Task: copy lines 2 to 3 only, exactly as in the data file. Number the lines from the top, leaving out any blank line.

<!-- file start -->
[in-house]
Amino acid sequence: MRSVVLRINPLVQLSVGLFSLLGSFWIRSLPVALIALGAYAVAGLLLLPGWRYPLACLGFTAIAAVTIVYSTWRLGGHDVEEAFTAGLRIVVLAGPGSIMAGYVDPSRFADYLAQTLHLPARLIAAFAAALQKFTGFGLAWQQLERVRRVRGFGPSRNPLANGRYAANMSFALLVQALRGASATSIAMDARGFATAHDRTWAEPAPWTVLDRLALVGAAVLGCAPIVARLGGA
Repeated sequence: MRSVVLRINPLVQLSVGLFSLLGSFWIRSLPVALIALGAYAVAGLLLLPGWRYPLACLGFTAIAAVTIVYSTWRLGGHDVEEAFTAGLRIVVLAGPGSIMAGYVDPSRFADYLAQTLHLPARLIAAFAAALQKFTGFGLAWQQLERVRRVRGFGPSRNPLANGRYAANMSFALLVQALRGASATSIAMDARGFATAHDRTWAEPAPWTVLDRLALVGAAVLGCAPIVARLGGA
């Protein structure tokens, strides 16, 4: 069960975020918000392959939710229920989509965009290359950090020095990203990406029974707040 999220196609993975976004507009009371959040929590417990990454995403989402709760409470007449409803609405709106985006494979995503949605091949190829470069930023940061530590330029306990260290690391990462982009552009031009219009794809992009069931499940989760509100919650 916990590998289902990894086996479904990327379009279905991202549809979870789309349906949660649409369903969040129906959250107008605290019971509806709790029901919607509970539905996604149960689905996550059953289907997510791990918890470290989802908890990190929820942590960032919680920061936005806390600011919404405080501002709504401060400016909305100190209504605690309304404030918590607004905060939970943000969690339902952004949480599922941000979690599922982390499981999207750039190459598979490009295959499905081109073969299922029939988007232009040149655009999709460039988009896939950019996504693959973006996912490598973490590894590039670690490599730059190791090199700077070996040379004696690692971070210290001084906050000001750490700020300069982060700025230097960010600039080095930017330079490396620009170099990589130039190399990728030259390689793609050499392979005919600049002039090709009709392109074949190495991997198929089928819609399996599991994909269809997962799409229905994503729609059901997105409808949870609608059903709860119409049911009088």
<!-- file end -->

Amino acid sequence: MRSVVLRINPLVQLSVGLFSLLGSFWIRSLPVALIALGAYAVAGLLLLPGWRYPLACLGFTAIAAVTIVYSTWRLGGHDVEEAFTAGLRIVVLAGPGSIMAGYVDPSRFADYLAQTLHLPARLIAAFAAALQKFTGFGLAWQQLERVRRVRGFGPSRNPLANGRYAANMSFALLVQALRGASATSIAMDARGFATAHDRTWAEPAPWTVLDRLALVGAAVLGCAPIVARLGGA
Repeated sequence: MRSVVLRINPLVQLSVGLFSLLGSFWIRSLPVALIALGAYAVAGLLLLPGWRYPLACLGFTAIAAVTIVYSTWRLGGHDVEEAFTAGLRIVVLAGPGSIMAGYVDPSRFADYLAQTLHLPARLIAAFAAALQKFTGFGLAWQQLERVRRVRGFGPSRNPLANGRYAANMSFALLVQALRGASATSIAMDARGFATAHDRTWAEPAPWTVLDRLALVGAAVLGCAPIVARLGGA